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Discussion Starter #1 (Edited)
I figure I should share how I managed to heat mold my burton photon wide boot shells to accommodate my super wide foot.

Firstly my foot is wide AF, EEEE with what they call the 6th toe (hello Springfield) which is an even wider part behind the little toe, and the worst part is my big toe does not curve back around like all boots and shoes do. My big toe actually keeps travelling the other way which has been a continual source of pain and ingrown toe nails for my entire life.
Snowboard boots, and it must be said, snowboard seasons just exacerbate my problem.
Pic of my foot below.
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Over the years, before wide boots were available I have taken many a knife to my brand new boots seeking relief from the pain I knew was coming my way. I used to the side off my liners and glue neoprene in place of the thicker liner, I did post about it years ago when I had the screen name ETM on this very forum, and burton actually copied that with the liners on their wide models. Thank you for making wide boots burton!
The burton wide liner with neoprene pic below.

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So I now wear burton photon wides, with the neoprene sided boot liner, which actually should be much larger than burton make it but its better than nothing, thanks again burton for making wide boots, but we still need wider lol.
Anyway the problems I always had always encountered unfortunately did not disappear with the new wide fitting boots, so after half a season, and another black toe nail I decided to try heat molding the shell itself, and low and behold, it fking worked! ...In your face ski boots!!!

My idea was to make a timber die, the same shape as the front half of my foot and mechanically jam it into the shell whilst heating the outside of the liner with a heat gun.
I traced my foot shape onto a piece of timber and cut it out, leaving it as thick as I could fit into the boot. Once I had the foot shaped die made I cut it down the middle so I could drive wedges in there and force the dies sideways.
The timber dies look like this, the front half is where all the action happens, the back half is just a wedge at the back and a spacer that allows me to drive the dies forward into the boot.
The same die does both left and right boots just by flipping it over, there is no need to make left and right dies.
Pic below
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As I heated the areas that I wanted to change shape with a heat gun, I started driving the wedges in a little at a time and the boot began to take shape. I let it completely cool with the dies still in there, and once cooled I reheated it again hoping to create some kind of memory in the materials which most definitely worked. They lasted the rest of the season with no damage and no sign of returning back to the original shape.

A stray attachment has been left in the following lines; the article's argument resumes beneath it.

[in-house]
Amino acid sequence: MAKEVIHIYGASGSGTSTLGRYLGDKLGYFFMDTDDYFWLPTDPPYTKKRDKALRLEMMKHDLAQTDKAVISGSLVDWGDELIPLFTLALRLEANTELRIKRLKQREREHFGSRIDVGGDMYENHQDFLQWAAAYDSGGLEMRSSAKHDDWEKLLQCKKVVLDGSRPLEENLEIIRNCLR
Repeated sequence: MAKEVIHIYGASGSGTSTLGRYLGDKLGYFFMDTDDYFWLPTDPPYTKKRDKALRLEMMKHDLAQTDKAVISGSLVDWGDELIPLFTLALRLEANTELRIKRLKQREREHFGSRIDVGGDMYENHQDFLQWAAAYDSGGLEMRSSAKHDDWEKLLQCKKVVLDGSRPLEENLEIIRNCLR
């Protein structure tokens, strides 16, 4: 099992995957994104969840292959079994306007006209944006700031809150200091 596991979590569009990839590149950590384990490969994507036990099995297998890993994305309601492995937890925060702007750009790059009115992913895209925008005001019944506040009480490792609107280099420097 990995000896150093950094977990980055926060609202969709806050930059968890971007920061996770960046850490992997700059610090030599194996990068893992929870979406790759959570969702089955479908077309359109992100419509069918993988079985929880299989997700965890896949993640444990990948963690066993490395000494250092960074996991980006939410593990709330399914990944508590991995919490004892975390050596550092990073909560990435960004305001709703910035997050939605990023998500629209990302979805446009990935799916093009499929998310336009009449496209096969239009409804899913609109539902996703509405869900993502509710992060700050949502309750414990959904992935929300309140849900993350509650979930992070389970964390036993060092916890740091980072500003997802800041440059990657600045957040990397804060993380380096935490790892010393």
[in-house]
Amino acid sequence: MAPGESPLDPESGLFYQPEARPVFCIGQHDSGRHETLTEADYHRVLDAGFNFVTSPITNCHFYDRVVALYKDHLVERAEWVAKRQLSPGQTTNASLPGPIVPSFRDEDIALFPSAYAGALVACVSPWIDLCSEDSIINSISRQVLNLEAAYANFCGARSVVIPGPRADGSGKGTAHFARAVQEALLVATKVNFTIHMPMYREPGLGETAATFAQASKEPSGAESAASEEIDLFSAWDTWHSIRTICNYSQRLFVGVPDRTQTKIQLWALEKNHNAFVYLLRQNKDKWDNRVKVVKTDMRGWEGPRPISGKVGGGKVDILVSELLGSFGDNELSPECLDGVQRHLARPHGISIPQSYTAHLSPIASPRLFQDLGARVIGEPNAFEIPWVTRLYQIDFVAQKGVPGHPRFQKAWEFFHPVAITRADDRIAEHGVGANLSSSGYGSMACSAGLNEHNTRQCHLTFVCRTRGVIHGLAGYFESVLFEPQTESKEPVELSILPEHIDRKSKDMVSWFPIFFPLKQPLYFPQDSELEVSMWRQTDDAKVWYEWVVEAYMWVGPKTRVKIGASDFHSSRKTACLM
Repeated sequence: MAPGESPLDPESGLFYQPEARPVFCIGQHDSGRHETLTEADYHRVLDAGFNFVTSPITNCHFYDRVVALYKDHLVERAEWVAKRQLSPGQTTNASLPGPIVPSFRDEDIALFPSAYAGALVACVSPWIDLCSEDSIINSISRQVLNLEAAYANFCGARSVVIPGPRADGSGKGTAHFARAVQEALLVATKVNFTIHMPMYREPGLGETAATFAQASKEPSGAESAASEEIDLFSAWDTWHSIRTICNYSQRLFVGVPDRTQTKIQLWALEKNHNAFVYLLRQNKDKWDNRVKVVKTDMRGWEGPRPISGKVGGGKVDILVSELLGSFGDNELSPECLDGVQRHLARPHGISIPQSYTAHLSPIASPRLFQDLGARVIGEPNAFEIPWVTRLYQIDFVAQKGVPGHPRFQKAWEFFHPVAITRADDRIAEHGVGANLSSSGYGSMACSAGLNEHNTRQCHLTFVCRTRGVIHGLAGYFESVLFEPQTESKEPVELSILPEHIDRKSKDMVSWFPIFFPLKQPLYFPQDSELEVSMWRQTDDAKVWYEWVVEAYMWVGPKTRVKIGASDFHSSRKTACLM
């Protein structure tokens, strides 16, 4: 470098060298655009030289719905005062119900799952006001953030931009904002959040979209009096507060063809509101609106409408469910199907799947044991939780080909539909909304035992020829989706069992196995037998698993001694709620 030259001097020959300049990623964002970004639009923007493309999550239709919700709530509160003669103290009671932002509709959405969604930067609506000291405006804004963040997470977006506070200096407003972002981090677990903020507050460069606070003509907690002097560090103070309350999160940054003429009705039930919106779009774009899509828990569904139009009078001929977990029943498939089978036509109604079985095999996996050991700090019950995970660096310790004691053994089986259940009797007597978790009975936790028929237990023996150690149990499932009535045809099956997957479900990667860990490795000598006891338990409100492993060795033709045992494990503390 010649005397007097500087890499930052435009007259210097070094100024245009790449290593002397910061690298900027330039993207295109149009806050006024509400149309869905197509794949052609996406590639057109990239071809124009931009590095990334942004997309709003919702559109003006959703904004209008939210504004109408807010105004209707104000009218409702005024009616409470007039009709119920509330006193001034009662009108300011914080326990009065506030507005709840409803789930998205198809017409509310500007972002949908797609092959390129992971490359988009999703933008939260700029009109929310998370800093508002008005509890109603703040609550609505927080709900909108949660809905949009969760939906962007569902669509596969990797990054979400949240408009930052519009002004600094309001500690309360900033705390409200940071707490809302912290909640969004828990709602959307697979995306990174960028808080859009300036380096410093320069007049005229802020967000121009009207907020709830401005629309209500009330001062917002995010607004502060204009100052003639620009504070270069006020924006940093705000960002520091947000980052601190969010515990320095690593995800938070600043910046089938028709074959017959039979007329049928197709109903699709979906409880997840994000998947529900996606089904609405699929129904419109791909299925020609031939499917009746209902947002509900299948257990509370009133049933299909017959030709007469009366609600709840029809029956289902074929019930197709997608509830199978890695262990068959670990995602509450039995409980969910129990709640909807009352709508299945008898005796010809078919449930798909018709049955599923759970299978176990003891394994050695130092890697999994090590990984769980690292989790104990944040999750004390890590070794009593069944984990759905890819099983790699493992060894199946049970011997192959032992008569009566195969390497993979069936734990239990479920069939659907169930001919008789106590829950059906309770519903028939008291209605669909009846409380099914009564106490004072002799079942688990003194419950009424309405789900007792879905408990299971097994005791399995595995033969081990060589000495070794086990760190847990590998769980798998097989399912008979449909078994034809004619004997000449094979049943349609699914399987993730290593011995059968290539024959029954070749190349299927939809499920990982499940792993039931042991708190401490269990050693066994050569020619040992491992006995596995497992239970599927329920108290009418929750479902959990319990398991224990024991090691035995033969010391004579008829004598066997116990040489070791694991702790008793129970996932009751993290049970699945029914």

Pic below. Left is modified, right is stock.
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After the season had ended, they still hold the new shape.



So burton, thank you again for making these wide boots but they still arent wide enough for me and the toe boxes are unnecessarily rounded, you copied my idea last time with the neoprene sections but please make them bigger and feel free to copy my idea of a square toe box in the future!
FWIW my burton boots have outlasted, and stayed in far better condition than all the other boots I ever wore in my life, and the way you guys cut the material patterns promotes flex without material degradation. Big ups to you.

Big love from all us funky footed snowboarders!!
 

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I have to try your method on my next boot. I was getting black toes so I cutout the shell and used epoxy to seal it. I was on a trip so I went
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to the hardware store and did it in my hotel room Thanks for the tip
 

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Man, you inspired me...
I was happy with the result of my home-heatmolding of my new 9.5 Imperials but the j-bar/hook on the outside of my left foot really bothered my malleolus. We're talking major discomfort bordering on painful.
So I went back with a hair dryer for about a minute (if that) of localized heating. Put the boot back on for a while and voilà! Much less pressure and pain. I could go back and do it again for a bit but I'm afraid of overdoing it. At this point it's really not bothersome and it will decrease more as I wear them more, especially once I get a chance to ride them.
Thing is, this probably would've happened with a few days of riding them but I sured saved myself a couple of painful days on the mountain.

We're not talking the same scale of "problematic" here but your localized heating sure helped me.
Cheers man!
 

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Discussion Starter #7
Hold on a minute, post a photo of your ugly, deformed feet bare, not in socks.
I don't want to give anyone recurring nightmares brother!
 

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Discussion Starter #9
I found a really good solution for peeps with straight big toes like me.
Space the ball of your foot across with neoprene and that gives clearance for the big toe

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